Good Morning
Good Morning

Let's make this the last Islanders home opener in Brooklyn 

Thomas Greiss #1 of the New York Islanders

Thomas Greiss #1 of the New York Islanders looks on after surrendering a goal in the second period against the Nashville Predators at Barclays Center on Saturday, Oct. 6, 2018 in New York City. Credit: Jim McIsaac

There was some stirring hockey and an enthused reception during the home opener at Barclays Center. Let’s hope we never witness anything like it again.

Everybody who has a say-so should ensure that the Islanders never begin another season in Brooklyn. Entire sections of empty seats behind the Honda, still preposterously parallel-parked just beyond the goal line, symbolized why the start of this season should mark the beginning of the end of the Islanders’ stay in Brooklyn.

Amend the contract. Change the percentage of games scheduled to be played on Atlantic Avenue from half to zero. It is what the players want, what the fans desperately want and even what Barclays Center executives want. Admit that this was a huge mistake — with one possible bright side (more on that in a minute) — and send the team home to Long Island, full-time and forever.

As it was on Saturday night, there was energy in the stands and electricity on the ice. “Home openers are always exciting. People are excited that hockey is back. We’re excited that hockey is back,” said Matt Martin, who received arguably the loudest cheer during introductions.

Anders Lee, wearing the captain’s C on a home jersey for the first time, said, “We’re all excited. We get to put on the blues the first time this year, kind of get to show the fans what our new team is, kind of begin that journey with all of those things the home opener brings.”

The odd part was, he said that after the morning skate at the beautiful practice facility at Eisenhower Park, a three- or four-minute drive to the Coliseum. Lee, his teammates, coaches and staff all had to trek into Brooklyn after that for the game against the Predators (a 4-3 loss to Nashville).

Barry Trotz, the first reigning Stanley Cup champion coach behind an Islanders bench in 35 years, said, “I’m OK with it. It’s a little different for me, there’s no question. Practicing here and going there, I’m getting used to it.”

Fact is, though, many fans never have gotten used to it, or got sick of it. Empty sections on a night that merited a full house tell you that.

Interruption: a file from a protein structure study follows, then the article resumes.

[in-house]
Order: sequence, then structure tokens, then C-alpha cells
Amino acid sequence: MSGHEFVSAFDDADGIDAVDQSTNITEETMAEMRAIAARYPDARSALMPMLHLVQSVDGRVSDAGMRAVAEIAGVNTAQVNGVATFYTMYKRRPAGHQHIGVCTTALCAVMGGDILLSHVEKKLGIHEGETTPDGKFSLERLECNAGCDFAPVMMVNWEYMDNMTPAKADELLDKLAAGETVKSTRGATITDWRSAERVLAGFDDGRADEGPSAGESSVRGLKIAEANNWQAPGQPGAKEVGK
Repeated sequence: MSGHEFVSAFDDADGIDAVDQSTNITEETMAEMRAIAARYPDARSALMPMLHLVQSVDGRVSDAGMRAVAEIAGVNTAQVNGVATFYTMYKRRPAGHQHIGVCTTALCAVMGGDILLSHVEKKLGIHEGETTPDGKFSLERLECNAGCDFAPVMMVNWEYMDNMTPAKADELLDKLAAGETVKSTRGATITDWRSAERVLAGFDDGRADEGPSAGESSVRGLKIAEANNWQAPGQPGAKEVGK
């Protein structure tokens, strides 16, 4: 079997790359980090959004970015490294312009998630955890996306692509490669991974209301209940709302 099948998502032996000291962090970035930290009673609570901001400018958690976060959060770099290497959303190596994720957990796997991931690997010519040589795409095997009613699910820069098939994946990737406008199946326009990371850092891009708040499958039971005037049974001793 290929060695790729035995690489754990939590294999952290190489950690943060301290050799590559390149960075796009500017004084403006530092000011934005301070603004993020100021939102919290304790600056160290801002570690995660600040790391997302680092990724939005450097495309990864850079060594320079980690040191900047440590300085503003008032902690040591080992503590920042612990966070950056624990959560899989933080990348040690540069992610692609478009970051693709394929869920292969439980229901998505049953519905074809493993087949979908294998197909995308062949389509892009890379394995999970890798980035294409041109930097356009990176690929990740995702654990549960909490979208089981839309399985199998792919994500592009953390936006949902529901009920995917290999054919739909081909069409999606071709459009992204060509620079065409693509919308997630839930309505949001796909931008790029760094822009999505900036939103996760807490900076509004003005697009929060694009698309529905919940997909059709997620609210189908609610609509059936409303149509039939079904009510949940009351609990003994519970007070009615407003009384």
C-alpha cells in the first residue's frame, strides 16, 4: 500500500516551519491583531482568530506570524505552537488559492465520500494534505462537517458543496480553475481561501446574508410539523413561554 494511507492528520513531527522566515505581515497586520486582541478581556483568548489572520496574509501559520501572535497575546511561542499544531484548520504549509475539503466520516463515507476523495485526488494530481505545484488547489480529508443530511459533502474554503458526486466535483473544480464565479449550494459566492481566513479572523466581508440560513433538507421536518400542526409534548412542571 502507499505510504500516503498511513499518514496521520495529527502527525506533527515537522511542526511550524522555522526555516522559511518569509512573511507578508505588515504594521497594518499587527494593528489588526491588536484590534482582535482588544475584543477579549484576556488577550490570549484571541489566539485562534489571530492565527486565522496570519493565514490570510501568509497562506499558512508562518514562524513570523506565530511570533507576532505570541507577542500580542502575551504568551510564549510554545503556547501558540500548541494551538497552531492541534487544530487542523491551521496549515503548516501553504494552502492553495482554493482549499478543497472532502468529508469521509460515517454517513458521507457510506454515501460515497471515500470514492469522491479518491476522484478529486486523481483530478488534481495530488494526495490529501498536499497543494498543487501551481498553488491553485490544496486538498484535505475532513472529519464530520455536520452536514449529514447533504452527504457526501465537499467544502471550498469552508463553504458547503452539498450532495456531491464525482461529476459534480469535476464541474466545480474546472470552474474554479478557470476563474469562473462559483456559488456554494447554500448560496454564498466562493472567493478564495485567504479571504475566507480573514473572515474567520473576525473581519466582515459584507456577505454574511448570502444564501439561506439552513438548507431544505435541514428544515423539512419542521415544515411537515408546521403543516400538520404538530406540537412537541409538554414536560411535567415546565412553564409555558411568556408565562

Your instincts tell you to think of what might have been had the Islanders never moved to Brooklyn in the first place. Maybe Frans Nielsen would not have immediately bolted, as if he had a Honda double-parked in Flatbush, the second he had the chance to leave. Maybe John Tavares would have re-signed before becoming a free agent and continued dreaming about raising the Stanley Cup on Long Island. Maybe we never would have heard about his Maple Leafs pajamas.

To be fair, maybe it was good in a way that the Islanders did temporarily move. Without the sweetheart deal that Barclays Center offered, perhaps Scott Malkin and associates would not have considered the Islanders worth buying. An industry source said Malkin found a New York City address intriguing (adding that Belmont Park, on the Queens border, is close enough). So without the exile into one of the city boroughs, maybe Charles Wang still would own the team and still would have the same modest budget and the same general manager.

That said, enough is enough. Enough of the limited-view seats. Enough of shivering on the railroad platform in Jamaica, enough of the off-center scoreboard, enough of the sketchy ice.

After Mathew Barzal said on Friday that the skating surface in Raleigh is “the worst ice in North America,” an Islanders teammate chuckled and told Newsday’s Andrew Gross, “He hasn’t played at Barclays in a while.”

Here is a plea that it all changes by next season. Here is a reminder that the true home opener will be Dec. 1, at the intersection of Hempstead Turnpike and Meadowbrook Parkway, on Long Island.

New York Sports